A major concern with the adoption of clustering techniques in medical research, is that they are not necessarily employed on the type of data for which they were developed or validated. In typical biomedical data, even well-separated groups (like the aforementioned polycystic ovary syndrome patients and controls) usually show partial overlap. Observations from each group form a multivariate normal distribution (a Gaussian distribution over more than one feature), and together they make up a multimodal distribution (a distribution with more than one peak). Such multimodal distributions are mostly ignored in clustering tutorials that provide idealised data from strongly separated high-dimensional “blobs” (Fig. 2, left column), or from features measured in clearly distinct groups such as different species of flowers  (Fig. 2, middle column). Even studies aimed at identifying factors that impact cluster algorithm performance have used, perhaps unrealistically, large cluster separation [19, 20]. In fact, the popular “gap statistic” evaluation metric is explicitly designed for well-separated and non-overlapping clusters . In sum, real biomedical data frequently takes the form of multivariate normal distributions that are not particularly well separated (Fig. 2, right column), and it is unclear what this means for the suitability of cluster analyses.
One potential way around this problem is to simply argue that when subgroups are not as well-separated, “the notion of a cluster is not any more well defined in the literature” . This sidesteps the issue, and ignores the ongoing philosophical debate on what constitutes a cluster  (not to mention the fact that overlap can be introduced or exaggerated by measurement error). Furthermore, some of the cited examples from the biomedical literature suggest that researchers have already decided that partially overlapping subgroups are valid targets for cluster analysis. Hence, the best pragmatic approach would be to investigate when cluster analysis can or cannot help to identify subgroups in a dataset.
Several excellent resources exist on the various steps involved in typical cluster analyses, and the benefits and potential pitfalls of algorithms and metrics [23,24,25]. Our main aim was not to provide another comprehensive overview and comparison of all techniques, but rather to provide the necessary pragmatic information for researchers who are planning to incorporate cluster analysis in their study. Specifically, we investigated the statistical power and accuracy of several of the most popular approaches; and offer suggestions on when cluster analysis is applicable, how many observations are required, and which types of techniques provide the best statistical power.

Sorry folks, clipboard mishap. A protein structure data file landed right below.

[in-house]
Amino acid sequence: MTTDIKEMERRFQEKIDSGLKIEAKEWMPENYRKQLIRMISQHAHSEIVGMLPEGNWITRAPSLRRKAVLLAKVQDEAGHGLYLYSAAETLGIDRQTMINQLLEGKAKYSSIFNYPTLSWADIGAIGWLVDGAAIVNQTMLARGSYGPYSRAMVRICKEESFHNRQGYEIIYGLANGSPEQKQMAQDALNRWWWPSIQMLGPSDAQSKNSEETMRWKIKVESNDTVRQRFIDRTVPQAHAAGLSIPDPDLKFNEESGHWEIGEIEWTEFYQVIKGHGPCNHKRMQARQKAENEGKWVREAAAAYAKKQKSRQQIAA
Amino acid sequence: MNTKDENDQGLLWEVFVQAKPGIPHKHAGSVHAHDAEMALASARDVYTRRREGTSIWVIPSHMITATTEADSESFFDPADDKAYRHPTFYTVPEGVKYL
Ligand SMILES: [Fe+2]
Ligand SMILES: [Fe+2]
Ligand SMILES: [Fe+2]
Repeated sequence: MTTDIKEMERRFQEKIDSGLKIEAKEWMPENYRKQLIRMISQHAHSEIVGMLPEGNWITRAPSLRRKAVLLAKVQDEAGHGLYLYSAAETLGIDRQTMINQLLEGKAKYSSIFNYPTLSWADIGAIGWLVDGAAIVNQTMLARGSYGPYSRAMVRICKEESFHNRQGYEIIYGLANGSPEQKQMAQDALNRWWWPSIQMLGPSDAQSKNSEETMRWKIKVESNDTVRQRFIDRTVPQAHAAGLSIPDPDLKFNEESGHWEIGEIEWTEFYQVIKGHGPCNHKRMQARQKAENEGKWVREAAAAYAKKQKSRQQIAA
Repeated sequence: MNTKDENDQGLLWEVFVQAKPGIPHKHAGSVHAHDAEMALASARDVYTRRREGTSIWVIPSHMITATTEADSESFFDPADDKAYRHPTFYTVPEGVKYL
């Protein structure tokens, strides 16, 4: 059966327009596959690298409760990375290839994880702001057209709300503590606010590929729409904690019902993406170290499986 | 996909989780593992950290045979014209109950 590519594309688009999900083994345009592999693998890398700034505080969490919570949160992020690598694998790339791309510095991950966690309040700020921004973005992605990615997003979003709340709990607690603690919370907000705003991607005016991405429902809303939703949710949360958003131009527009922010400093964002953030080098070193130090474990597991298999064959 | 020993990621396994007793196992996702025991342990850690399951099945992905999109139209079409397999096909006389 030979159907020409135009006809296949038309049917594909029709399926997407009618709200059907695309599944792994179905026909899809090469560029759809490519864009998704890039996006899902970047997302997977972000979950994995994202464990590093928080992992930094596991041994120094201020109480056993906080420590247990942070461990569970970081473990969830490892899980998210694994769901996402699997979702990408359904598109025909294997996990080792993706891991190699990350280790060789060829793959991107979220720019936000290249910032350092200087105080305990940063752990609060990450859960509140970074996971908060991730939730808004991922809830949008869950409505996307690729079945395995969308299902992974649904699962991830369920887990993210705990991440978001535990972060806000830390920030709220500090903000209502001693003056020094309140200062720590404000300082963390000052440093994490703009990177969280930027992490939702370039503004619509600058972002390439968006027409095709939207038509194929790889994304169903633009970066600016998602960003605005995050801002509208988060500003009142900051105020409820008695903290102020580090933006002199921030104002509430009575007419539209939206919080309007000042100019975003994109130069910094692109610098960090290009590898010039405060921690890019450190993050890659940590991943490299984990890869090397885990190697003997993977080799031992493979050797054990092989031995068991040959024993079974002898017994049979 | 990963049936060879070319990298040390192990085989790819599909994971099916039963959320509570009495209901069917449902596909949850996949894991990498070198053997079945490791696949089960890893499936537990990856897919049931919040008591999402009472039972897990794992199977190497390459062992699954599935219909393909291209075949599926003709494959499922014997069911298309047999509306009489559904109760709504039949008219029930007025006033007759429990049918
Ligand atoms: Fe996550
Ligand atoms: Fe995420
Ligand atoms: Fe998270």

A typical cluster analysis
A typical cluster analysis pipeline consists of three different steps: dimensionality reduction, cluster identification, and outcome evaluation. Datasets typically consist of many observations (e.g. participants or cells) that are characterised by many features (e.g. age, height, weight, etc.). Each feature can be thought of as an additional dimension to the data, making it hard to visualise all data comprehensively in a two-dimensional plot. In addition, clustering algorithms suffer from the “curse of dimensionality”, the tendency to perform worse when many features are included . Both of these issues can be addressed with dimensionality reduction algorithms that project many features into a low-dimensional space.
The next step is the identification of subgroups, for which many techniques exist. Common across all techniques is to find clusters, and allocate individual observations to those clusters. This can be done on the basis of distance to a cluster centroid (e.g. in k-means), dissimilarity and linkage between groups of observations (e.g. agglomerative hierarchical clustering), or density (e.g. HDBSCAN). Not all techniques assign all observations to a cluster. In addition, there are “fuzzy” techniques (e.g. c-means) that determine for each observation how much it aligns with each cluster. Finally, there are (Gaussian) finite mixture modelling approaches that aim to identify the underlying model that produced a dataset, with each “cluster” being a distribution with a centre and spread. This includes latent profile analysis (for continuous data) and latent class analysis (for binary data). In essence, mixture models quantify the probability of an observation belonging to a cluster, which means the outcome is conceptually similar to fuzzy clustering.